But if any desire there was to increase this spirit among our slaves, I would advise our citizens to permit coloured preachers to go on, as they have for several years past haranguing vast crowds, when and where they pleased, the character of their sermons known only to their congregations.—Nor do I think some of our white brethren, exempt from censure, when they fill their discourses with a ranting cant about equality.—If our insurrection was known, beyond the neighborhood of its commencement—its cause must be attributed to the misguided zeal of good men, preaching up equality; and to ignorant blacks, who again retail the same doctrine, with such comments, as their heated imaginations may supply, to their respective circles of acquaintance. For my own part, I think when a minister [p. 92] goes into a pulpit, flies into a passion, beats his fist, and in fine plays the blockhead, that he gives a warrant to any negro who hears him, to do whatever he pleases provided his imagination, can make God sanction it.—If the insurrection was general, it is fortunate, that it happened at this time.—For if it had been delayed longer the minds of the blacks would have been better prepared, the plot more extensive and consequently the carnage much greater. But believing it highly improbable, that a serious attempt will ever be made while they remain in their present state of ignorance; satisfied that no general concert can ever be effected, unless by the means of education; and conscious from the advantage of the white over the blacks in moral firmness, that an attempt under any circumstances, would be futile and frivolous I feel perfectly easy.

 

        But I would caution all missionaries, who are bettering the condition of the world, and all philanthropists, who have out interest so much at stake, not to plague themselves about our slaves but leave them exclusively to our own management. The only possible crisis, in which our slaves can ever become formidable, is in the event of civil wars.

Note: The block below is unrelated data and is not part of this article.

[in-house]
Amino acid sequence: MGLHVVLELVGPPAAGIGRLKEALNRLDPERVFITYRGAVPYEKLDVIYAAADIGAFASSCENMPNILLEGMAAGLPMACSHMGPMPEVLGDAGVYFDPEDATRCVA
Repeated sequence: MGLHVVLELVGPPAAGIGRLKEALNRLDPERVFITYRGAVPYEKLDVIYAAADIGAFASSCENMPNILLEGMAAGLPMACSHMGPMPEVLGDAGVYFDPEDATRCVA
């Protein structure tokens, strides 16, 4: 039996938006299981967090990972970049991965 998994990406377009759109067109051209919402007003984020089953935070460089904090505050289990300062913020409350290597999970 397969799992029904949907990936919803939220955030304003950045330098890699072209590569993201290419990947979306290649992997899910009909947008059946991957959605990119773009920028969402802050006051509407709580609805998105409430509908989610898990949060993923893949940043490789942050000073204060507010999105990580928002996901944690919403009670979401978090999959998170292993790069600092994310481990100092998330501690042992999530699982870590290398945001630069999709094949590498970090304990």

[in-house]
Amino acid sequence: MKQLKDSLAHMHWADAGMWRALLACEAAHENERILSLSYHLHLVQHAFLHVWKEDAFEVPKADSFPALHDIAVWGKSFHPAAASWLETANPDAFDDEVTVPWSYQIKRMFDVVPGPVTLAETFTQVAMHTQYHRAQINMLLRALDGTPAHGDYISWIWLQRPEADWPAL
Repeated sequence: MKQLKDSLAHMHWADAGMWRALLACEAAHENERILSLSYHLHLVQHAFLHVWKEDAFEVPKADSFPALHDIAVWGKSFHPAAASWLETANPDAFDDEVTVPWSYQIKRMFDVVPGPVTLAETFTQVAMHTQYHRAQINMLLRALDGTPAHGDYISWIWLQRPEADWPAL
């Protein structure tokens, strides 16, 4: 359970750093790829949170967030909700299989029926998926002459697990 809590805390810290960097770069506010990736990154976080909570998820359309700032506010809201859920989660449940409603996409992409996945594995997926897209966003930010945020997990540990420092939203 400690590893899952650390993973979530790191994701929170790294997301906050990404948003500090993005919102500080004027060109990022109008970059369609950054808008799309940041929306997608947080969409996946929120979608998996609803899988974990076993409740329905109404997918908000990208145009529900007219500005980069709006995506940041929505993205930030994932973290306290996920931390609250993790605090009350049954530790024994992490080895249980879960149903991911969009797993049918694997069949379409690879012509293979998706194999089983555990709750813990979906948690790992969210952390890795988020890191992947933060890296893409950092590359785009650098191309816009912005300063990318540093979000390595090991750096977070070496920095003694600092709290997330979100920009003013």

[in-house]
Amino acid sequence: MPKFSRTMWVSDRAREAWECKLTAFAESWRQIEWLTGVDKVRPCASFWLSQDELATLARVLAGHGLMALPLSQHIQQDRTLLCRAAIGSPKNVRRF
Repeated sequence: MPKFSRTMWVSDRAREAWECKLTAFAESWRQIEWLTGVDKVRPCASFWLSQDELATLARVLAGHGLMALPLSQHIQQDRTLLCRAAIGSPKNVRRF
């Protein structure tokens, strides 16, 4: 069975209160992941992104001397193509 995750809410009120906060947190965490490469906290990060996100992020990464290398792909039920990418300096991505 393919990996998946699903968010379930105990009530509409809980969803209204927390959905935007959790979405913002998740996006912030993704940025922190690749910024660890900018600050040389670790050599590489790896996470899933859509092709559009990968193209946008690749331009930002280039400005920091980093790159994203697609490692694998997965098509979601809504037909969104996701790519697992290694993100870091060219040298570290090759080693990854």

Our insurrection. [sic] general, or not, was the work of fanaticism—General Nat was no preacher, but in his immediate neighbourhood, he was acquired the character of a prophet; like a Roman Sybil, he traced his divination in characters of blood, on leaves alone in the woods; he would arrange them in some conspicuous place, have a dream telling them to him, to whom he would interpret their meaning. Thus, by means of this nature, he acquired an immense influence, over such persons as he took into his confidence.—He, likewise, pretended to have conversations with the Holy Spirit; and was assured by it, that he was invulnerable. His escape, as he labored under that opinion, is much to be regretted. Tis true, that Nat has for some time, thought closely on this subject—for I have in my possession, some papers given up by his wife, under the lash—they are filled with hieroglyphical characters, conveying no definite meaning. The characters on the oldest paper appear to have been traced with blood; and on each paper, a crucifix and the sun, is distinctly visible; with the figures 6,000, 30,000, 80,000, etc.—There is likewise a piece of paper, of a late date, which all agree, is a list of his men; if so, they were short of twenty. I have been credibly informed that something like three years ago, Nat received a whipping from his master, for saying that the blacks ought to be free, and that they would be free one day or other. Nat in [p. 93] person, is not remarkable, his nose is flat, his stature rather small, and hair very thin, without any peculiarity of expression. As proof of his shrewdness, he had acquired a great influence over his neighbourhood acquaintance, without being noticed by whites—pretends to be acquainted with the art of making gunpowder, and likewise that of making paper. My own impression is, he has left the State—many believe him to be yet lurking in his neighbourhood. There are various rumors of his having been from home, many days at a time, preaching in Richmond, Petersburg, and Brunswick. They are however, entirely without foundation. The truth is, I have never heard of his preaching any where. He exhorted, and sung at neighbourhood meetings, but no farther.—To an imagination like Nat’s worked upon for years, by pretended visions; with a mind satisfied of the possibility, of freeing himself and race from bondage; and this by supernatural means. To one thus situated, is it wonderful, that the singular appearance of the sun in August, should have tempted him to execute his purpose; particularly when its silvery surface was defaced by a black spot, which Nat interpreted into positive proof, that he would succeed in his undertaking. Nat encouraged his company on their route, by telling them, that as the black spot has passed over the sun, so would the blacks pass over the earth. Having assigned the cause of the insurrection, it becomes necessary to examine its extent. As far back, as a knowledge of this affair, can be attributed to even six or seven upon credible testimony, is Sunday forenoon, 21st August, and this credible testimony consists in the declaration of several negroes, supported by collateral circumstances. On Sunday forenoon, the day preceding the fatal Monday, Nat, Austin, Will, Hark, Sam, Henry, and Jack, met in an old field near Mr. Joseph Travis’s, where they had melons, and something to eat. Nat was observed to take them out, one at a time, and hold long conversations with them.